Up to $3 billion in taxpayer money lost to Medicare fraud and non-compliance annually, government review finds – ABC News

Up to $3 billion in taxpayer money lost to Medicare fraud and non-compliance annually, government review finds - ABC News

Between $1.5 billion to $3 billion is being lost to Medicare fraud and non-compliance every year, according to an independent review that warns the overly-complex system is out of date and risks bleeding more taxpayer money. 

The federal government on Tuesday released the long-awaited review into Medicare fraud and non-compliance, led by health economist Pradeep Philip.

“On a conservative definition of non-compliance and fraud it is entirely feasible the value of non-compliance could exist in the range of $1.5 billion to $3 billion,” Dr Philip wrote in his report.

“Legislation, governance, systems, processes, and tools are currently not fit for purpose and, without significant attention, will result in significant levels of fraud,” he said.

His review was prompted by a joint investigation by the ABC’s 7.30 program and Nine newspapers last year, which alleged flaws in Medicare’s systems made it easy for some medical professionals to rort, and, almost impossible to detect fraud.

One expert, Margaret Faux, said she believed wrongful claims were being applied to millions of billings, estimating $8 billion a year — or about 30 per cent of the annual Medicare budget — was being lost to fraud and waste.

Those claims were hotly contested by a number of groups at the time, including the Australian Medical Association (AMA) and the Royal Australian College of General Practitioners (RACGP).

The Philip review found a major chunk of the money being lost was attributable to non-compliance errors rather than premeditated fraud.

Health Minister Mark Butler said the review showed the “overwhelming majority” of health professionals were well-meaning and protective of Medicare.

“Australians know that the overwhelming majority of our doctors and health professionals are honest, hardworking and comply with Medicare rules,” he said.

“But they also understand that, at a time of great pressure on household and government budgets, every dollar in Medicare is precious and must be spent directly on patient care.”

The federal government released the Philip review on Tuesday.()

The government said the loss of billions of dollars a year was “consistently and repeatedly” highlighted to former Coalition governments in five separate reviews between 2016 and 2021.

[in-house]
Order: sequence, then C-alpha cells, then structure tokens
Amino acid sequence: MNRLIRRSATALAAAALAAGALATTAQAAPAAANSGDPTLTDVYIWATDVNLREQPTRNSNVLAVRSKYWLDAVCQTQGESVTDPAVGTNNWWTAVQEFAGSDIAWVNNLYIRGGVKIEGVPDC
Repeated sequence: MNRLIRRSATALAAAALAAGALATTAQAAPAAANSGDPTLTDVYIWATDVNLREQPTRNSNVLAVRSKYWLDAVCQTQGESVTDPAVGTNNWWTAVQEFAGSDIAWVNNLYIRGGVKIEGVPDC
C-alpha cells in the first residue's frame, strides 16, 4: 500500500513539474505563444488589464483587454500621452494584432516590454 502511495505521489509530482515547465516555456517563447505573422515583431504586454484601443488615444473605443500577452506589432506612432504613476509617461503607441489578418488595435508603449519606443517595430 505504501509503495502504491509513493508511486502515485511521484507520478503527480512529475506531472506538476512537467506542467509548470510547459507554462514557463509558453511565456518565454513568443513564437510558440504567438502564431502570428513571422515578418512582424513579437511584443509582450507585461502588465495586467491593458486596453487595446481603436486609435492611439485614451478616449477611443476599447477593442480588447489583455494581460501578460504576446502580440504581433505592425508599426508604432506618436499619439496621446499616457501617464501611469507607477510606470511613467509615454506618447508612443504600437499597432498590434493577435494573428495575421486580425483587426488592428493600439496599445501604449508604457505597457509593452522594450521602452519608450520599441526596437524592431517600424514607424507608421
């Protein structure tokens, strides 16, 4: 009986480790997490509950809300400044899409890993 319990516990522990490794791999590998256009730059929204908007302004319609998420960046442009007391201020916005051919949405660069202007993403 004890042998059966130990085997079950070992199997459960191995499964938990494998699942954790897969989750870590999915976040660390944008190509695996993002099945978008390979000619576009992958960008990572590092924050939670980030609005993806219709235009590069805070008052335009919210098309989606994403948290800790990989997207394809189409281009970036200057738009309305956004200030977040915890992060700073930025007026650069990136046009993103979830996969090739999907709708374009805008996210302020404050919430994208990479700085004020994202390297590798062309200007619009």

“They failed to act to protect Medicare,” Mr Butler said.

Coalition health spokeswoman Anne Ruston rejected that.

“In government, the Coalition increased funding and implemented significant reforms to improve Medicare compliance arrangements, including through measures that sought to recover $2 billion worth of non-compliant Medicare claims a year,” she said.

‘It needs to stop’

Dr Philip wrote in his report there was “real potential” that fraud and non-compliance could rise to the $8 billion level estimated by Dr Faux if new controls, systems and education were not put in place.

Speaking to the ABC on Tuesday, Dr Faux stood by her estimate.

“I do this for a living, I’m at the coalface,” she said.

“I see what’s going on in the system and I have seen a huge surge over the last couple of years in straight-up fraud in corporate medical practices.”

But Dr Faux said the ultimate figure was not the most pressing issue.

“The numbers are huge and whether it’s deliberate or unintentional doesn’t matter. It needs to stop,” she said.

The Philip review made 23 recommendations, including for improved governance, that legislation relating to Medicare be updated so it is effective and fit for current health needs, and that better systems be created to detect and disrupt fraud and non compliance.

Dr Faux agreed regulatory reform was needed to stop Medicare wastage, as well as improved education for patients and providers.

She also encouraged the government to look at the whole system, not just the GP network, and suggested a royal commission was required. 

AMA president Steve Robson said the Philip report vindicated  the majority of medical professionals who had been doing the right thing.

“The AMA has said all along it doesn’t tolerate fraud. We are ready to work with government, as we have consistently done in the past, to improve the governance of Medicare payment systems and associated compliance arrangements.” 

Professor Robson agreed the overall system has become too complex.

“This leads to mistakes in billing by doctors trying to map best-practice patient care to an out-of-date system, exacerbated by a lack of education and definitive advice about how to correctly bill some Medicare funded services.”

Source: abc.net.au

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